When you get to the checkout counter, you have a decision to make. How are you going to pay?
Let's assume you're like a growing number of consumers these days and you don't pay with cash. That leaves plastic, but what kind of plastic?
Traditionally, if it's a small purchase, a consumer might be more inclined to use a debit card. But a new report from CreditCards.com finds increasingly, consumers are putting small purchases on credit cards instead paying for the purchase immediately with a debit card.
The survey found that 17% of consumers with a credit card use that to pay for a transaction under $5, up from 11% a year ago. There was a decline in the number of consumers using a debit card or cash to pay for a small purchase.
The reason could be important
The survey doesn't explain why this trend is developing. It may be that more consumers are using cash back or rewards credit cards, and see the benefit of using the card for every purchase. If so, that might not be a bad strategy.
But if consumers are relying on credit cards for small purchases because there is less money in their checking accounts or their wallets, that's not a good sign.
"If you pay your balance off in full each month, there's no reason not to use credit cards for these small everyday purchases," said CreditCards.com Senior Industry Analyst Matt Schulz. "They're convenient, they're safe, and over the course of a year, all of those little cash and debit card payments can add up to a real missed opportunity to collect cash back rewards."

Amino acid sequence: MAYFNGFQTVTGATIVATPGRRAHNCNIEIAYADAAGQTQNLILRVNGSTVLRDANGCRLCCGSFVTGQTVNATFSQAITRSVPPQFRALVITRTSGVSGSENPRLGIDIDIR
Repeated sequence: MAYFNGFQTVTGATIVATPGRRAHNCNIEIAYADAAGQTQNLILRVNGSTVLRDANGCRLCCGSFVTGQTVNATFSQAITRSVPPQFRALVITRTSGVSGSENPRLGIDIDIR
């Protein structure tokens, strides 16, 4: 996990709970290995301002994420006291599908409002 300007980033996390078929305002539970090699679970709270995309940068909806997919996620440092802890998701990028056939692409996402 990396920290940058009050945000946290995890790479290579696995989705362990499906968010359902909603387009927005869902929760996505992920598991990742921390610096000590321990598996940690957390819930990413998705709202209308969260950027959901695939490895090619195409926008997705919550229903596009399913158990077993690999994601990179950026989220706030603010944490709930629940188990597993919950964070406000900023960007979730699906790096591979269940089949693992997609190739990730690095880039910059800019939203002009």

But if you don't pay off your balance each month, all those little $5 purchases are adding to your debt, costing you 15% or more in interest.
Credit cards are still the payment of choice for big-ticket items, in part because of potential rewards and in part because it can be paid off over two or three months.
"Big purchases are a great chance to rack up credit card rewards, as long as you do it responsibly," Schulz said. "Save up for what you want, then sign up for a new credit card to pay for it. If you've got good credit, it's an easy way to bring down the real cost of these big-ticket items."
Shultz says it's important to have the money in the bank to pay for the big-ticket item, so that you can pay it off in one billing cycle and don't have to pay any interest. To maximize your return, he suggests signing up to a new rewards credit card that provides a bonus if you spend a certain amount in the first three months.
Consumers made an average of about five purchases of over $500 in the last year. By doing a little planning, those big purchases won't cost quite as much.
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